News & Press
Community Wellness: Mental illness: How community members can assist, support their neighbors
By Leah Quintanilla, Access Therapist
Ionia County Community Mental Health
Posted May. 16, 2015 at 12:07 AM
Anyone can be affected by mental illness. Anyone and anywhere.
No matter your gender, your age, your race, your socioeconomic status or your cultural background, you – or someone you know – could be struggling with mental illness right now.
What is mental illness?
Mental health problems are health conditions. They involve changes in thinking, mood, and/or behavior, and they cause distress or impair the functioning of the person experiencing them. Depression, anxiety, post-traumatic stress syndrome, eating disorders, substance abuse, attention-deficit/hyperactivity disorder are just a few of the many types of mental illnesses.
While there is often a stigma attached to mental illness, the truth is: just as someone with a medical condition, like diabetes or high blood pressure, needs intervention and ongoing medical care to manage their disease, a person with mental health issues needs treatment to manage their symptoms and move them toward recovery.
When people are able to open their minds and hearts to what individuals with mental illness or addiction struggle with on a daily basis, they tend to become more open and willing to help. Early intervention is so important when it comes to assisting individuals with mental health issues. It can help a person recognize a problem within themselves more quickly, which can prompt them to seek professional help at an earlier stage of their illness. Ultimately, this could save someone's life and, at the very least, increase the likelihood that they will start down a path toward mental wellness.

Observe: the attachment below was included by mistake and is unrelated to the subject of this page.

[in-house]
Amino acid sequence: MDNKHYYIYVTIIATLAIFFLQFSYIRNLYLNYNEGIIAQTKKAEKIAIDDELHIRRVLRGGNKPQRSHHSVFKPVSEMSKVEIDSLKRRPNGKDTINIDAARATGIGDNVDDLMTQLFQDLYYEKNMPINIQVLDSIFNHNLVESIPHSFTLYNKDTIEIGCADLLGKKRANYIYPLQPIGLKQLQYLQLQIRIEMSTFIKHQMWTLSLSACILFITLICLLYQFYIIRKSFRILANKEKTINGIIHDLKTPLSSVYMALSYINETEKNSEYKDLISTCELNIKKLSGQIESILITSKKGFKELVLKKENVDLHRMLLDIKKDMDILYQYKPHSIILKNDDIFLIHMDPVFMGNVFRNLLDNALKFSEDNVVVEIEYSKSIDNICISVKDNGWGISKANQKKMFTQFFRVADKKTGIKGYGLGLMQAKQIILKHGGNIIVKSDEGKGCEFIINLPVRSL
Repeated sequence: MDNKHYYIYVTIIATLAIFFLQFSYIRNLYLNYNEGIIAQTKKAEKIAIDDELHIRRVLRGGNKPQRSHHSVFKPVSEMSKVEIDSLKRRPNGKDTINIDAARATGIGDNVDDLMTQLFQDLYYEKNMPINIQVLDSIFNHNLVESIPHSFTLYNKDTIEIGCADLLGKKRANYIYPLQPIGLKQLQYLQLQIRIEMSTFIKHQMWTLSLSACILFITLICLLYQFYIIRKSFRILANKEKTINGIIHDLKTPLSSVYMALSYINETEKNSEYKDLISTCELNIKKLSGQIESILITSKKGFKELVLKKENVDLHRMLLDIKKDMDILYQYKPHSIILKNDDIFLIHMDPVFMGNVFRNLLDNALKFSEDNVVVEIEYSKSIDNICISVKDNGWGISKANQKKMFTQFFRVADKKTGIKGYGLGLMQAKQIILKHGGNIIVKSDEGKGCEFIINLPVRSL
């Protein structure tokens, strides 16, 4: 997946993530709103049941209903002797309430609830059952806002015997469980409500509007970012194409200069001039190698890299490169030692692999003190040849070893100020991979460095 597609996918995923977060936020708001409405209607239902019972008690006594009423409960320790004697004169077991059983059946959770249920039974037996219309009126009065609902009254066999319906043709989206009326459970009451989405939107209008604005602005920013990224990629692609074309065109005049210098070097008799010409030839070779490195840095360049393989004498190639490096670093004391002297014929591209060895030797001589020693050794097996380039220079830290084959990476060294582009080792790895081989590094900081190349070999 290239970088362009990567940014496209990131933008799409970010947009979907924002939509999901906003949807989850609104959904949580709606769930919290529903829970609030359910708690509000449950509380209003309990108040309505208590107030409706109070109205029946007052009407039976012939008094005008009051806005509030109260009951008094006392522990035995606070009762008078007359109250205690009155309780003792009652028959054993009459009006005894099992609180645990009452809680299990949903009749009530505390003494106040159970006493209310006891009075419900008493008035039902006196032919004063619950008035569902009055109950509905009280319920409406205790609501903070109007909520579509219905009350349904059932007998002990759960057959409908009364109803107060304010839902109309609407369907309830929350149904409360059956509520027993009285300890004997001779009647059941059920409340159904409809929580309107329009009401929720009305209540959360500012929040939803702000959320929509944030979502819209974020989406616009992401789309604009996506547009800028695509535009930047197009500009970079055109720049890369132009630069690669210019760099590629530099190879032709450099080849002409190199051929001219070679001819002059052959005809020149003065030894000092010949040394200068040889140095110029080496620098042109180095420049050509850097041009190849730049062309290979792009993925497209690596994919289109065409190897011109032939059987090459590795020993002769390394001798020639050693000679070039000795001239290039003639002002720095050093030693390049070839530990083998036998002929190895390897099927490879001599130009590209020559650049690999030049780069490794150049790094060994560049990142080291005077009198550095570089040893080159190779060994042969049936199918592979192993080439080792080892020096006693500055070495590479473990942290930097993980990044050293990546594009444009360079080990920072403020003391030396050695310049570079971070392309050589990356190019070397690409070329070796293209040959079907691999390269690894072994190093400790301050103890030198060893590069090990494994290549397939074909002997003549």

Would you be able to recognize if someone were struggling with mental health issues? Would you feel confident in knowing how to intervene and connect them with a professional who could help them?
‘Mental Health First Aid’ training can help
At the end of the month, Ionia County Community Mental Health is offering a two-day training called “Mental Health First Aid” to help community members and professionals understand what mental illness is; learn how to better recognize signs, symptoms and risk factors of mental illnesses and addictions; know how to appropriately intervene to get the person connected with various types of professional and self-help resources; and eliminate the stigma surrounding mental illness. “Mental Health First Aid” program participants have increased confidence in helping – and a higher likelihood of helping – an individual in distress. They also show increased mental wellness themselves.
The “Mental Health First Aid” training will be held Thursday, May 28, and Friday, May 29, from 9 a.m.-4:30 p.m. at Ionia County Community Mental Health, 375 Apple Tree Drive, in Ionia. A continental breakfast and registration will begin at 8:30 a.m. on both days. Lunch will be provided. The fee to attend is $85, but can be waived for Ionia County residents and professionals. Social Work and MCBAP CEUs are available.
Contact Leah Quintanilla at 616-527-1790 or by email at firstname.lastname@example.org for more information and to register.
If you or someone you know is currently struggling with mental health issues, we would be happy to help you get connected with appropriate supports and services. If you would like more information or would like to request services, call Ionia County Community Mental Health at 616-527-1790. In case of a mental health crisis, call our 24-hour toll-free crisis line at 1-888-527-1790.
Leah Quintanilla is a Licensed Master's level Social Worker and a Certified Advanced Alcohol and Drug Counselor. Quintanilla currently works as an Access Therapist at Ionia County Community Mental Health. She has more than 13 years of experience working in the mental health field and has been a certified instructor for Mental Health First Aid since October 2013.